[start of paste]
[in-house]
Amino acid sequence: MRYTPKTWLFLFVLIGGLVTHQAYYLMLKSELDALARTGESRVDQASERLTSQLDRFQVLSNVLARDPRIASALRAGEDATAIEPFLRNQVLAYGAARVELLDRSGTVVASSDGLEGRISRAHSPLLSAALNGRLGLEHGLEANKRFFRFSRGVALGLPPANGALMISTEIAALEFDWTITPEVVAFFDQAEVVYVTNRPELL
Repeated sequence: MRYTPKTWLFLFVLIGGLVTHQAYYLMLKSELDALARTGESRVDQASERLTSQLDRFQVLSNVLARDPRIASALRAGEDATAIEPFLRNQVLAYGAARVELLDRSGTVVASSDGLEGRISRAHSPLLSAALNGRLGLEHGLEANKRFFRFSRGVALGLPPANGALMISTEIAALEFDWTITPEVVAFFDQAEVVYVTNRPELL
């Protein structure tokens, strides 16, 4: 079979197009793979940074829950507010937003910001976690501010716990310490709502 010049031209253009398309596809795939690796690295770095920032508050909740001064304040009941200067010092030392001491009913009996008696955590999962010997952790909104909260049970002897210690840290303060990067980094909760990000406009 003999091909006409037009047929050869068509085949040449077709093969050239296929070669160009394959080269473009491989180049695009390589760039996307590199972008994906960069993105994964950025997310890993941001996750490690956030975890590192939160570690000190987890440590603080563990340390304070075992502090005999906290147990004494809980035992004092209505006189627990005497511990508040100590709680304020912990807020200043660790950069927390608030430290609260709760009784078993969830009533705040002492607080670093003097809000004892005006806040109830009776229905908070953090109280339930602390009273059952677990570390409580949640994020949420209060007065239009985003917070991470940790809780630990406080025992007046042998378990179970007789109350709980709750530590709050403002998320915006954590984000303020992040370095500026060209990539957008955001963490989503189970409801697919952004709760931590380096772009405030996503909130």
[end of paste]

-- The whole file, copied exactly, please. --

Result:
[in-house]
Amino acid sequence: MRYTPKTWLFLFVLIGGLVTHQAYYLMLKSELDALARTGESRVDQASERLTSQLDRFQVLSNVLARDPRIASALRAGEDATAIEPFLRNQVLAYGAARVELLDRSGTVVASSDGLEGRISRAHSPLLSAALNGRLGLEHGLEANKRFFRFSRGVALGLPPANGALMISTEIAALEFDWTITPEVVAFFDQAEVVYVTNRPELL
Repeated sequence: MRYTPKTWLFLFVLIGGLVTHQAYYLMLKSELDALARTGESRVDQASERLTSQLDRFQVLSNVLARDPRIASALRAGEDATAIEPFLRNQVLAYGAARVELLDRSGTVVASSDGLEGRISRAHSPLLSAALNGRLGLEHGLEANKRFFRFSRGVALGLPPANGALMISTEIAALEFDWTITPEVVAFFDQAEVVYVTNRPELL
């Protein structure tokens, strides 16, 4: 079979197009793979940074829950507010937003910001976690501010716990310490709502 010049031209253009398309596809795939690796690295770095920032508050909740001064304040009941200067010092030392001491009913009996008696955590999962010997952790909104909260049970002897210690840290303060990067980094909760990000406009 003999091909006409037009047929050869068509085949040449077709093969050239296929070669160009394959080269473009491989180049695009390589760039996307590199972008994906960069993105994964950025997310890993941001996750490690956030975890590192939160570690000190987890440590603080563990340390304070075992502090005999906290147990004494809980035992004092209505006189627990005497511990508040100590709680304020912990807020200043660790950069927390608030430290609260709760009784078993969830009533705040002492607080670093003097809000004892005006806040109830009776229905908070953090109280339930602390009273059952677990570390409580949640994020949420209060007065239009985003917070991470940790809780630990406080025992007046042998378990179970007789109350709980709750530590709050403002998320915006954590984000303020992040370095500026060209990539957008955001963490989503189970409801697919952004709760931590380096772009405030996503909130």